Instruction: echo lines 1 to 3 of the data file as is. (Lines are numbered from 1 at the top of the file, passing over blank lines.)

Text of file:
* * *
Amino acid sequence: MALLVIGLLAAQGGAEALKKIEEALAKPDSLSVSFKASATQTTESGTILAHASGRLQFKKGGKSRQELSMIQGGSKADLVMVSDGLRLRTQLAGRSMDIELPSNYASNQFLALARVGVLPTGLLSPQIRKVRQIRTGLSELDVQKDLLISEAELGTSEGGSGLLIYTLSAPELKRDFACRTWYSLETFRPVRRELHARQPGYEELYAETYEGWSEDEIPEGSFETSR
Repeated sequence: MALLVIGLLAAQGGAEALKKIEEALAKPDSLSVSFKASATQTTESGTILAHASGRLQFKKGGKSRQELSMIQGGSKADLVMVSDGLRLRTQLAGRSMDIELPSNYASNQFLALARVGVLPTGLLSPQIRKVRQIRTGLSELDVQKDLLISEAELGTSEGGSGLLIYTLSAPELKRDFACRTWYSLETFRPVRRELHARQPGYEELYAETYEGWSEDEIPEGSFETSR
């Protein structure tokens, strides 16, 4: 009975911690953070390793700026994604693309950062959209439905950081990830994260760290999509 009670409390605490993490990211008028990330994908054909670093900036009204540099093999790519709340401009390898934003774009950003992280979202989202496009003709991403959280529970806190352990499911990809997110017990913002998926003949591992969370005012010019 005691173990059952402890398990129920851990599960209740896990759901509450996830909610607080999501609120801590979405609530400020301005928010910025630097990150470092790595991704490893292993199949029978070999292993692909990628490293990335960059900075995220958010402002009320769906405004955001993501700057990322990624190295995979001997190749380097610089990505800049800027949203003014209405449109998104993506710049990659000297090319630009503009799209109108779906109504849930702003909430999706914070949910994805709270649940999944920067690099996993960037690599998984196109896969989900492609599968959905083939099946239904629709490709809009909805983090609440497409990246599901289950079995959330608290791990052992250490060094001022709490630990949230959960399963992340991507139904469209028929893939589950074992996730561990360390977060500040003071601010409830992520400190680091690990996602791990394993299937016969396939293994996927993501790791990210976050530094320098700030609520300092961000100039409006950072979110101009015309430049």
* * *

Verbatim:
Amino acid sequence: MALLVIGLLAAQGGAEALKKIEEALAKPDSLSVSFKASATQTTESGTILAHASGRLQFKKGGKSRQELSMIQGGSKADLVMVSDGLRLRTQLAGRSMDIELPSNYASNQFLALARVGVLPTGLLSPQIRKVRQIRTGLSELDVQKDLLISEAELGTSEGGSGLLIYTLSAPELKRDFACRTWYSLETFRPVRRELHARQPGYEELYAETYEGWSEDEIPEGSFETSR
Repeated sequence: MALLVIGLLAAQGGAEALKKIEEALAKPDSLSVSFKASATQTTESGTILAHASGRLQFKKGGKSRQELSMIQGGSKADLVMVSDGLRLRTQLAGRSMDIELPSNYASNQFLALARVGVLPTGLLSPQIRKVRQIRTGLSELDVQKDLLISEAELGTSEGGSGLLIYTLSAPELKRDFACRTWYSLETFRPVRRELHARQPGYEELYAETYEGWSEDEIPEGSFETSR
């Protein structure tokens, strides 16, 4: 009975911690953070390793700026994604693309950062959209439905950081990830994260760290999509 009670409390605490993490990211008028990330994908054909670093900036009204540099093999790519709340401009390898934003774009950003992280979202989202496009003709991403959280529970806190352990499911990809997110017990913002998926003949591992969370005012010019 005691173990059952402890398990129920851990599960209740896990759901509450996830909610607080999501609120801590979405609530400020301005928010910025630097990150470092790595991704490893292993199949029978070999292993692909990628490293990335960059900075995220958010402002009320769906405004955001993501700057990322990624190295995979001997190749380097610089990505800049800027949203003014209405449109998104993506710049990659000297090319630009503009799209109108779906109504849930702003909430999706914070949910994805709270649940999944920067690099996993960037690599998984196109896969989900492609599968959905083939099946239904629709490709809009909805983090609440497409990246599901289950079995959330608290791990052992250490060094001022709490630990949230959960399963992340991507139904469209028929893939589950074992996730561990360390977060500040003071601010409830992520400190680091690990996602791990394993299937016969396939293994996927993501790791990210976050530094320098700030609520300092961000100039409006950072979110101009015309430049």